Christina Avallone: So anger, angry. I have a quiz, and when people, when they get sweaty, sometimes people get … unfortunately, they lash out. I’ve even had friends of a kindergartner whose children would watch YouTube Kids, and they got nasty to one in a other. The behavior changes, but that’s where the dopamine, right? So you’re asking someone to just get off a device that you’re saying to someone who’s an alcoholic, just stop taking that drink. You have to understand that you’re not fighting the person, you’re fighting that dopamine at that moment. So it’s just different ways that dopamine can respond. Some people go, if you’re taking away one, they may go to another thing that gives them that rush, if that makes sense.

Pete Wright: Yeah, totally. You nailed all of the top, all of the big ones, and there are some little … Like these are behavioral and I want to bring them up because I know I have felt them in the past and I have done these things in the past. And now, I’m only laughing about them through a veil of shame that I realize this is what these are. So lying about your smart phone use. And we always say in our house, “Are you lying to me, or are you lying to yourself about, you know, your behavior here?” You get up in the middle of the night and the first thing you do is check your phone, right?

Nikki Kinzer: Oh, gosh.

Pete Wright: You get up in the night, you’re like … And maybe it’s, you get up in the middle of the night to “go to the bathroom,” but to go to the bathroom, you take your phone with you.

Nikki Kinzer: You bring your phone with you, yeah.

Pete Wright: Yeah. That’s a problem. If you reach for the phone the moment you’re bored, we talked about that one. This one is the one that, oh, this gets, me phantom vibrations. Ask yourself.

Nikki Kinzer: Oh, yes.

Pete Wright: Do you think the phone buzzes when it doesn’t? Do you think your wrist is buzzing?

Nikki Kinzer: Oh, I felt it, I know I have.

Pete Wright: Right? Phantom vibrations. Are you kidding? So that’s it. This particular study poses the question for you to think about your closest relationships. How many close friends do you have outside of your immediate family? How has your friend network changed over the arc of say years? Do you have more friends today than you did 10 years ago? Ask yourself that question. And do you think maybe it has any connection to the lack of need to socialize because you have this thing in your hand? Does that make sense to you? What is your sense of the technology’s impact on strong ties in terms of your social relationships?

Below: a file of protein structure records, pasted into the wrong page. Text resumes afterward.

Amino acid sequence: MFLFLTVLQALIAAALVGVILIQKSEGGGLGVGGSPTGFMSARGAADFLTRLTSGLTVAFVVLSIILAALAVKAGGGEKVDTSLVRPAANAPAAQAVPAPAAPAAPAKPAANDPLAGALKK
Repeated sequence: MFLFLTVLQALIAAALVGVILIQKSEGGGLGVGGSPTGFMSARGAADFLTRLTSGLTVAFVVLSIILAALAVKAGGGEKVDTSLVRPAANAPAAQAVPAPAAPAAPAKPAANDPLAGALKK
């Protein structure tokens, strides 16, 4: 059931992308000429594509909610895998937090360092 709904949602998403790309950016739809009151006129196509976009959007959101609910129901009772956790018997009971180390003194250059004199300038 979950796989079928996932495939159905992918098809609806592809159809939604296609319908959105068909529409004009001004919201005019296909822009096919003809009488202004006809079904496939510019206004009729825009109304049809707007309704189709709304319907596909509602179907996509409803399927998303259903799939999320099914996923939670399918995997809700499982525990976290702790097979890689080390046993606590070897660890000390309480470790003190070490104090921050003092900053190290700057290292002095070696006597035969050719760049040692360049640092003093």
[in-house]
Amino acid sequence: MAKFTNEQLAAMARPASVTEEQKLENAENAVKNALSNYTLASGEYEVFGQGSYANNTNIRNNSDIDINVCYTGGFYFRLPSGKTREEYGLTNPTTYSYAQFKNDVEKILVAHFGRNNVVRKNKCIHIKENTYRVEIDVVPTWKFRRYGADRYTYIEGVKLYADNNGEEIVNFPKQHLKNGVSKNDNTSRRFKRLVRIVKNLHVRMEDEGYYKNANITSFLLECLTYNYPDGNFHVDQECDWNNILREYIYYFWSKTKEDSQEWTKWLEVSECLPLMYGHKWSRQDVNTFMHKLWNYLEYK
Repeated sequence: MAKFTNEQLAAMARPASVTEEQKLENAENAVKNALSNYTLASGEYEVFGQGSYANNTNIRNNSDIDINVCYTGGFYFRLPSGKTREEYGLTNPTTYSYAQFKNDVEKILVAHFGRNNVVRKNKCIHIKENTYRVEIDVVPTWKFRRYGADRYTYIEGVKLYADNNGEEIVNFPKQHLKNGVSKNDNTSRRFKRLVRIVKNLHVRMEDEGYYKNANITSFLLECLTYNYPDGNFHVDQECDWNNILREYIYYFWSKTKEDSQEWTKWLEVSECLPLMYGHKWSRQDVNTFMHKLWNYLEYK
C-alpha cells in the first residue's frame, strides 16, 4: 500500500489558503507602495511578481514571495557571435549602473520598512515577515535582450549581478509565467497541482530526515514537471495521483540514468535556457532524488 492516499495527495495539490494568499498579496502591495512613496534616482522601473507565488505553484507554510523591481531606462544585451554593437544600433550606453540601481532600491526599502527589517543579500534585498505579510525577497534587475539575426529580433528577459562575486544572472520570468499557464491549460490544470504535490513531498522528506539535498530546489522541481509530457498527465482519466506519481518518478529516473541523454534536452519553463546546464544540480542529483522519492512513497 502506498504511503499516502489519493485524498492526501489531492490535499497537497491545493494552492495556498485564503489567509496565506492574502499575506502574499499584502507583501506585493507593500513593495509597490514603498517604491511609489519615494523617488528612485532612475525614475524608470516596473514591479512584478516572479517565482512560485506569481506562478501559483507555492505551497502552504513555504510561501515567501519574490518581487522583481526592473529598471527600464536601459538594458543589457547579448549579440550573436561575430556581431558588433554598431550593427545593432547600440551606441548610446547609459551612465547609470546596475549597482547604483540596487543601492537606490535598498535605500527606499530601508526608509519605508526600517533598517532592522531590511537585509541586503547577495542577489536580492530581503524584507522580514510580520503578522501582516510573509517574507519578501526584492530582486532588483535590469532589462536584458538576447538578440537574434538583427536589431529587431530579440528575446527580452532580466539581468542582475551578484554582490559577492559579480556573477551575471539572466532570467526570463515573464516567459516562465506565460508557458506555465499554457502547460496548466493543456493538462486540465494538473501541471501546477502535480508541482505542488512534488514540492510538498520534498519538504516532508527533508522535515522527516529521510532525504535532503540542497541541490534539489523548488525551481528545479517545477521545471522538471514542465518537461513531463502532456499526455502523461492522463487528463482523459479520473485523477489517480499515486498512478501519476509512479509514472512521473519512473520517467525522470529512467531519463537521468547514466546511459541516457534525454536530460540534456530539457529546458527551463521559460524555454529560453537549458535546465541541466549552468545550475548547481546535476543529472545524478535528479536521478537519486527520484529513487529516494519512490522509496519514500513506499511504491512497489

Christina Avallone: If you were to ask me, I don’t think it’s affected me, but I do think the younger generation, because they think they have a thousand friends, or they do online and yet-

Pete Wright: Or sort of reprogrammed what the word friends mean.

Nikki Kinzer: Yeah.

Christina Avallone: Exactly. And yet they have no close friends. So that’s the heart wrench that … Or they think they have a boyfriend, but they don’t know where they’re from. When did we ever think that would be the case? Or you wonder if that’s a true friend or is it, what did you call it? FOBO, right?

Pete Wright: Yeah.

Christina Avallone: Is that friend going to step out? Would you have ever done that 20 years ago, wondered if you’re going to get a better invite? I mean, maybe, but not really.

Nikki Kinzer: Yeah.

Christina Avallone: But now you’re always looking, “Ooh, is there something I’m missing?” And it just truly breaks my heart because if you look over the years, what has happened to the next generation with loneliness, depression, suicidal thoughts, it’s off the chart, stress. And I’m thinking, what are you stressed about? I mean, I see with my own children that they’re more aware when they’re out, they know to leave their phones in another room, they’ve told their boyfriends, now fiances that. There are so many that … I had a gentleman come to a bookstore event I had. He was 26 years old and he said he wanted to come because when he and his girlfriend watch a movie, they’re both on their devices. And he said he felt a disconnect with his girlfriend, and he wondered why. Because when you’re on your device, you’re there physically, but you’re not truly present.